Article is confusing "startup" with "small business", if your field and your methods are old enough to be tried-and-true then, yes, by all means, apprentice yourself and learn the ropes. After spending the 7 or so years working in a social-networking company, you too can create another stable small-business in social-networking that (for example) staggers users' twitter posts or sells slightly ridiculous shirts to facebook hipsters. If you balance your books and keep at it, you'll probably make a handsome chunk of money and maybe even make it really big one day.

If your field / technology / process is dangerously new and untested because you just invented it (e.g. you're mining titanium from the moon using gravity fields, you're desalinating sea water, you're selling a headset that streams movies into your right eye checks your social feed in your left eye and sucks your dick), there's going to be preciously little other people and books can teach you. You've entered the realm of vague opinions, uncertain grey zones, and questionable futures. In that case, you're only choice is to either not do it and wait for more tests to return, or do it blindly in hopes of learning on the job.

PG and his cronies recommend the "just do it" path for startups in the second category because if you succeed, you'll find yourself in a temporary market monopoly where you'll be entitled to make astronomical amounts of money. PG and his cronies then invest maybe 1% or so of their utility while you invest around 99% of your utility. If your business succeeds, PG and friends get a 1.5x boost to their utilities, while you get maybe a 2x boost to yours. If your business fails, PG and friends shrug it off and offer you some words of encouragement as you pick up the splattered mess of your life off the floor and write a book about how the world wasn't ready for the movie-streaming-eye-sucking machine.


"e.g. you're mining titanium from the moon using gravity fields, you're desalinating sea water"

The fundamental disconnect here is that while there are some "startups" that actually do novel things, most are more like "build some ruby on rails app that does XYZ thing that has always been done, but do it on computers, and maybe cheaper than the big guy can by just ignoring existing regulations until we get big enough that anyone cares".

And then you wind up with a startup company probably full of 20 year olds who are smart and driven but haven't yet seen the hundreds of ways in which they can paint themselves into a corner with bad software practices which creates this negative feedback loop where everyone is working 80-120 hours spinning their wheels trying to get shit to "just work" whereas if they had more experienced technical talent (say people who have worked on highly scalable software at google or microsoft or whoever for 5 years) who have already "seen some shit", they would likely have much higher quality at a fraction of the development time.

(And while the salaries for experienced folks would have to be higher per employee, they could get by with a lot less of them and still have better code).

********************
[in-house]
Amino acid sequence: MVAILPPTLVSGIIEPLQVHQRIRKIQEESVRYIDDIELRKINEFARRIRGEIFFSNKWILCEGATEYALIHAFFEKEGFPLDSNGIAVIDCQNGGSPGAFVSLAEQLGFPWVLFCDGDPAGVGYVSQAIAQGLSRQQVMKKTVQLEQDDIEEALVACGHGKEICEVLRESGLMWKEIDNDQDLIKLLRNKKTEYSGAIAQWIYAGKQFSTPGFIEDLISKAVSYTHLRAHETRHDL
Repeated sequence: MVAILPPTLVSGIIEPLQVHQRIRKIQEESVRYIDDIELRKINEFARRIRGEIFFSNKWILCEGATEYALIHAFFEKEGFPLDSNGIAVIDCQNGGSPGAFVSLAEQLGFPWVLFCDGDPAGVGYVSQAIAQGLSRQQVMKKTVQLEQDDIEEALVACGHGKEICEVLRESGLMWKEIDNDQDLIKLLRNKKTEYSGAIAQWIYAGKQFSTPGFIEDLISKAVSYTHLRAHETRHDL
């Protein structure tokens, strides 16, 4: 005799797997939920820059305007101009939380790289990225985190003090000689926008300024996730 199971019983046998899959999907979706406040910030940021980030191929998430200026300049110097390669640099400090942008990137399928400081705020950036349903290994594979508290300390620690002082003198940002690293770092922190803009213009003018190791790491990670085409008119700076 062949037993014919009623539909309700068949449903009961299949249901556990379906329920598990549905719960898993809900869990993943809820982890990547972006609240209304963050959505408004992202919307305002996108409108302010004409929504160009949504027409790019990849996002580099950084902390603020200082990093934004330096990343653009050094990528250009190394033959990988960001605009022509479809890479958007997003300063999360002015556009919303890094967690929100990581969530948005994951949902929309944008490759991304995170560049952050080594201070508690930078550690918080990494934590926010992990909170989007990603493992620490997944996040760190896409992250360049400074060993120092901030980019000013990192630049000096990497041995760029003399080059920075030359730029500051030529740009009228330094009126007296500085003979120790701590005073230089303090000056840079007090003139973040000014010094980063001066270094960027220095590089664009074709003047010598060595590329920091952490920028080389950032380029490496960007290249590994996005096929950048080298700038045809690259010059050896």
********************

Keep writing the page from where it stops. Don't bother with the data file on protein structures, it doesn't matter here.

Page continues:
This is a little bit out there .... I think it is kind of confused. If you are mining titanium on the moon or whatever, then this will not be your first start-up unless you are already a billionaire and are willing to throw your money away or your "mining startup" is really you investing your billions into into someone that can do it, in which case it is not necessarily you "doing the startup" so I'm not sure it is relevant to the discussion.

Also, I think you vastly underestimate what kind of business knowledge is needed in running a successful business. Take your headset into the right-eye example, if you are a fresh-faced kid with nothing but an idea of how to put music into somebody's right eye, or whatever, you may not understand much about GAAP, manufacturing, how deals are brokered, etc.


I would agree that if you don't intend to utterly disrupt some industry, that some experience working in another company can be helpful.

I would argue that as much good knowledge may be gained that the equal number of bad habits may be learned and turn you into an "inside the box thinker".

Working in a hardware startup is a great example of this duality, however. Old engineers know that planning, testing, and quality debugging lead to a great product and that no amount of research can beat a good test program. Young engineers are willing to try stuff because they don't know what they don't know. Some huge innovations have come from younguns trying stuff that "shouldn't" work, and become industry shaping product innovations.

Who's right in the end? Both have been.

Last, I think I am pretty sick of people saying "what the formula is". Just shut up, because there isn't one!


After working for a big multinational pay company, an investment bank, and a year-long internship at a VC firm, and now starting my own business, I really appreciate the experiences that I got from BigCo, especially when it comes to operations, managing customer service, and doing lots of manual work.

Here are my lessons: 1. MVP should be very minimal. Do not bloat it with lots of automation. Just let a human deal with it. That's when you get real user feedback, which you can later automate.